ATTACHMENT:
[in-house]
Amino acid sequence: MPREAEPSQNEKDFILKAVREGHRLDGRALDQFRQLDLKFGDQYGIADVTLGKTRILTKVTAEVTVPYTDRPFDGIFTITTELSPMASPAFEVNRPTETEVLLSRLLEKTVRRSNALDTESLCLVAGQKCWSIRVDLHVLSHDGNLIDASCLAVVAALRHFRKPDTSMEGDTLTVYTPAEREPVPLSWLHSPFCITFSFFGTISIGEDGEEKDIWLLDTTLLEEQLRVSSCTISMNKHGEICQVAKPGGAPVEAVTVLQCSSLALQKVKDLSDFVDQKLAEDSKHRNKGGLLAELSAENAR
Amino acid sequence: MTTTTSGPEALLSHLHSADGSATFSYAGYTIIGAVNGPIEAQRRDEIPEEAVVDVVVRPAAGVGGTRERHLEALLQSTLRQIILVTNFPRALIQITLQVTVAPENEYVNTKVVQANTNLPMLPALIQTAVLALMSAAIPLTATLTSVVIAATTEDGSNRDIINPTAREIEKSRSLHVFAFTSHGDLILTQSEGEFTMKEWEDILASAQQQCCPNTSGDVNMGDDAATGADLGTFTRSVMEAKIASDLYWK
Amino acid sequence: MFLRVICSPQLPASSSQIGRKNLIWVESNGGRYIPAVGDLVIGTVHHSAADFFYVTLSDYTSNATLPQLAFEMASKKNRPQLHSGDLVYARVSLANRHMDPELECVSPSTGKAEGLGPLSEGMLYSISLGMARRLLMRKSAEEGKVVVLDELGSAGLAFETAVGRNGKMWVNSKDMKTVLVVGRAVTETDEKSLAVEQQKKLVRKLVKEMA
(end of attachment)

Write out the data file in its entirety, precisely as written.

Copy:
[in-house]
Amino acid sequence: MPREAEPSQNEKDFILKAVREGHRLDGRALDQFRQLDLKFGDQYGIADVTLGKTRILTKVTAEVTVPYTDRPFDGIFTITTELSPMASPAFEVNRPTETEVLLSRLLEKTVRRSNALDTESLCLVAGQKCWSIRVDLHVLSHDGNLIDASCLAVVAALRHFRKPDTSMEGDTLTVYTPAEREPVPLSWLHSPFCITFSFFGTISIGEDGEEKDIWLLDTTLLEEQLRVSSCTISMNKHGEICQVAKPGGAPVEAVTVLQCSSLALQKVKDLSDFVDQKLAEDSKHRNKGGLLAELSAENAR
Amino acid sequence: MTTTTSGPEALLSHLHSADGSATFSYAGYTIIGAVNGPIEAQRRDEIPEEAVVDVVVRPAAGVGGTRERHLEALLQSTLRQIILVTNFPRALIQITLQVTVAPENEYVNTKVVQANTNLPMLPALIQTAVLALMSAAIPLTATLTSVVIAATTEDGSNRDIINPTAREIEKSRSLHVFAFTSHGDLILTQSEGEFTMKEWEDILASAQQQCCPNTSGDVNMGDDAATGADLGTFTRSVMEAKIASDLYWK
Amino acid sequence: MFLRVICSPQLPASSSQIGRKNLIWVESNGGRYIPAVGDLVIGTVHHSAADFFYVTLSDYTSNATLPQLAFEMASKKNRPQLHSGDLVYARVSLANRHMDPELECVSPSTGKAEGLGPLSEGMLYSISLGMARRLLMRKSAEEGKVVVLDELGSAGLAFETAVGRNGKMWVNSKDMKTVLVVGRAVTETDEKSLAVEQQKKLVRKLVKEMA